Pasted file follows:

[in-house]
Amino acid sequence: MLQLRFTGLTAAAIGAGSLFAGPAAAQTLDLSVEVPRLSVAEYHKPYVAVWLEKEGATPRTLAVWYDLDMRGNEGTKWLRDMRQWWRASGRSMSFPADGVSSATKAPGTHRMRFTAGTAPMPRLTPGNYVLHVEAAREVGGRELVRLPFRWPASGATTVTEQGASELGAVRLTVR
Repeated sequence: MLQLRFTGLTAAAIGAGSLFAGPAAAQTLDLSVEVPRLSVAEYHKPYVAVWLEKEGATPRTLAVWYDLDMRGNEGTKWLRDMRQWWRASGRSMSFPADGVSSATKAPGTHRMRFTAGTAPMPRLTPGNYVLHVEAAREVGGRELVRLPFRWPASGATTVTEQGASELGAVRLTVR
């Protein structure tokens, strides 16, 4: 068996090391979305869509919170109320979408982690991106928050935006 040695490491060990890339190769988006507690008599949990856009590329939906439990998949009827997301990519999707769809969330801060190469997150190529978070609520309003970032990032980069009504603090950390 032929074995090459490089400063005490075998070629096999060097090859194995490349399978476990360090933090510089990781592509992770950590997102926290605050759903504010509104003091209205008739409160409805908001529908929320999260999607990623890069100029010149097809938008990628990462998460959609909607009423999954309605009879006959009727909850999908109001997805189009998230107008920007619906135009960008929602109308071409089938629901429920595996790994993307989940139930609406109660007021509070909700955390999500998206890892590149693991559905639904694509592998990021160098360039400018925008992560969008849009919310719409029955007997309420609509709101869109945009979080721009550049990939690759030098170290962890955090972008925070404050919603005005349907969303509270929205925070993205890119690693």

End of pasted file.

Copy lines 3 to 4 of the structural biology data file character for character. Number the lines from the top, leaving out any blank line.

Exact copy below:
Repeated sequence: MLQLRFTGLTAAAIGAGSLFAGPAAAQTLDLSVEVPRLSVAEYHKPYVAVWLEKEGATPRTLAVWYDLDMRGNEGTKWLRDMRQWWRASGRSMSFPADGVSSATKAPGTHRMRFTAGTAPMPRLTPGNYVLHVEAAREVGGRELVRLPFRWPASGATTVTEQGASELGAVRLTVR
């Protein structure tokens, strides 16, 4: 068996090391979305869509919170109320979408982690991106928050935006 040695490491060990890339190769988006507690008599949990856009590329939906439990998949009827997301990519999707769809969330801060190469997150190529978070609520309003970032990032980069009504603090950390 032929074995090459490089400063005490075998070629096999060097090859194995490349399978476990360090933090510089990781592509992770950590997102926290605050759903504010509104003091209205008739409160409805908001529908929320999260999607990623890069100029010149097809938008990628990462998460959609909607009423999954309605009879006959009727909850999908109001997805189009998230107008920007619906135009960008929602109308071409089938629901429920595996790994993307989940139930609406109660007021509070909700955390999500998206890892590149693991559905639904694509592998990021160098360039400018925008992560969008849009919310719409029955007997309420609509709101869109945009979080721009550049990939690759030098170290962890955090972008925070404050919603005005349907969303509270929205925070993205890119690693």